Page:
Landscape near Ambato, Ecuado - wikipedia.org
Although Ecuador is small, it is one of the few countries in the world that exports all the varieties of coffee: Arabica lavado, Arabica natural and Robusta. Different ecosystems in Ecuador permit different coffee cultures to occur all over the country, including in the Galapagos Islands.
Historically, the Jipijapa Zone in the province of Manabi has been one of the most prominent places in which coffee has been cultivated in Ecuador. In 1860, coffee grains were introduced there. When Ecuador opened up to foreign trade and commerce, significant changes occurred throughout the country with new small plantations reaching a certain degree of development, allowing coffee export for the economic growth of the nation. This phenomenon occurred almost on par with cocoa production.
In 1903, the cultivation of coffee fell, but two years later, it began to grow again, with Ecuador commencing export to several European countries from the port of Manta. In 1935, the exports rose to 220,000 "sacos", 552,000 in 1960, nearly doubling to 1,018,000 in 1975, and 1,810,000 in 1985. However, due to economic recession in the 1990s, coffee export reduced slightly. In 2001, it had grown to 1,062,000 produced annually, equivalent to 63,720 metric tonnes. Of that tonnage, 311,804 was exported as grain. In 2001, the area under coffee cultivation in Ecuador amounted to 262,060 hectares, and is currently believed to be 305,000 hectares.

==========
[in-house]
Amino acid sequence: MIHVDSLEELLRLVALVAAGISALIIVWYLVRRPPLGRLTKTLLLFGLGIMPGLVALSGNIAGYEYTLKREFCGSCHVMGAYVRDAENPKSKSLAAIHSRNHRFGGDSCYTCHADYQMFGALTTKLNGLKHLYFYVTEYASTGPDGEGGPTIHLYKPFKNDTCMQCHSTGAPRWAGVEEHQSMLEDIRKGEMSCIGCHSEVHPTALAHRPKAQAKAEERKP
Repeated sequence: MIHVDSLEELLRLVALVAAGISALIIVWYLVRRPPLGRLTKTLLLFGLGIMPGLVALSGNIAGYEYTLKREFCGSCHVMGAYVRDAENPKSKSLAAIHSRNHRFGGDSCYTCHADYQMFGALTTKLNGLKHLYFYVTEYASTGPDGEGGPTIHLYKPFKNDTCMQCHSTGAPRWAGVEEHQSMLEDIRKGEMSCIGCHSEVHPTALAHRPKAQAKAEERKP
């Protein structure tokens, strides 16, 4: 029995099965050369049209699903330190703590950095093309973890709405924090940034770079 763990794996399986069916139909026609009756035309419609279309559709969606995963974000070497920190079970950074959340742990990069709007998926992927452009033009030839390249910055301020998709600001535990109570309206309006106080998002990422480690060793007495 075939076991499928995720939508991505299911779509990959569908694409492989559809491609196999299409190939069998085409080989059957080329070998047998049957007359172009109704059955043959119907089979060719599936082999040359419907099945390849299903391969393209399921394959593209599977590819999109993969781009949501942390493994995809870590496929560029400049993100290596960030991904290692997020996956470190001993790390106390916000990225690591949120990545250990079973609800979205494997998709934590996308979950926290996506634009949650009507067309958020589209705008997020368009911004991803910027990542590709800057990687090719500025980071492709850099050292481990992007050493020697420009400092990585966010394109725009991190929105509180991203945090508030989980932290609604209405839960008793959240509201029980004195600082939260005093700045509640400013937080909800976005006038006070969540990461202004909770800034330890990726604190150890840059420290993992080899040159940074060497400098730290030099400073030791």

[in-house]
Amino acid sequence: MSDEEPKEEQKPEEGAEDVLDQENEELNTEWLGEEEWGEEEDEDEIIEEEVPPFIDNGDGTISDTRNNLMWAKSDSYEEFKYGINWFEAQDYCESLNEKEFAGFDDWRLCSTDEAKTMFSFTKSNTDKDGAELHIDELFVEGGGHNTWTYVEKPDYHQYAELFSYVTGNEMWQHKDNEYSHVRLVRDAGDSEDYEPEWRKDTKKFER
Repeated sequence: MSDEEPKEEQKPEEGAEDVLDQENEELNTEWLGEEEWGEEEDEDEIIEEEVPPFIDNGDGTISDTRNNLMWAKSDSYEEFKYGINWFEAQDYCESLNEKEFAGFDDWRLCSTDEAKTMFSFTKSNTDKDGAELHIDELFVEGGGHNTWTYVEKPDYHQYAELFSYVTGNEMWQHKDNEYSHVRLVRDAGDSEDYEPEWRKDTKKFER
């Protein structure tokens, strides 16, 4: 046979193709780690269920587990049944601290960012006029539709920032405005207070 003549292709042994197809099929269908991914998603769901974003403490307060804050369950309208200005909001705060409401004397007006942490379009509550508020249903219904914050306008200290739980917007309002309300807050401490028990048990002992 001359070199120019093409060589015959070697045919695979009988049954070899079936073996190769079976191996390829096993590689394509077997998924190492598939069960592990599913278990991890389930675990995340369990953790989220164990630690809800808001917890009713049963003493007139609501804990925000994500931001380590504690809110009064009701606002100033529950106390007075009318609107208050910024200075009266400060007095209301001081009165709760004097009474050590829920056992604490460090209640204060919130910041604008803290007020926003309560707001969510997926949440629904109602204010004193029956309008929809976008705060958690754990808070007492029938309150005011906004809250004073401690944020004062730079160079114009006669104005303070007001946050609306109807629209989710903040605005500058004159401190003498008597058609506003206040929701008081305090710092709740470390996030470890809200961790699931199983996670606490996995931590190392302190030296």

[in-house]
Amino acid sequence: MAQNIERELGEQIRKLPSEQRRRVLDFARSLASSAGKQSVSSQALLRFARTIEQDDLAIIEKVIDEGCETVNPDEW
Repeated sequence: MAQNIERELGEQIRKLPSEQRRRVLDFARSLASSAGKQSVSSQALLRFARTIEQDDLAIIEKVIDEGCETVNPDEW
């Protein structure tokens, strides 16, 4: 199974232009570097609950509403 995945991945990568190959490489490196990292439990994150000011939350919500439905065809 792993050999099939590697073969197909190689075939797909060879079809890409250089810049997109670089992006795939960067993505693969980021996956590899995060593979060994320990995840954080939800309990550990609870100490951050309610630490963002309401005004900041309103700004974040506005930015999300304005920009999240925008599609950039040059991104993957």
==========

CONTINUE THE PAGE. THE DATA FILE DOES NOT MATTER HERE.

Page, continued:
Grains of coffee - wikipedia.org
Provinces of cultivation
The main provinces for coffee cultivation are as follows:
The culture, production, commercialization, industrialization and export of the coffee is one of the most important sectors of the economy of Ecuador, which is why it is necessary for private and the public sectors to work in conjunction with each other, in order to promote development and to achieve an improvement in the socio-economic conditions in the trade. The Consejo Cafetalero Nacional is one of the institutions in Ecuador which promote the development of the industry. CORPEI, COFENAC and ANCAFE (Asociacion Nacional de Exportadores de Cafe) are amongst Ecuador's leading coffee companies. Agriculturists dedicated to this activity, as well as the extension of exports, make important contributions to the Ecuadorian economy. As of 2008, Ecuadorian coffee is exported to nearly 50 countries worldwide. Amongst the most notable are the United States, Colombia, Spain, Chile, Germany, Italy, France, Poland, Japan, Belgium, Canada, Netherlands, Argentina, and Switzerland.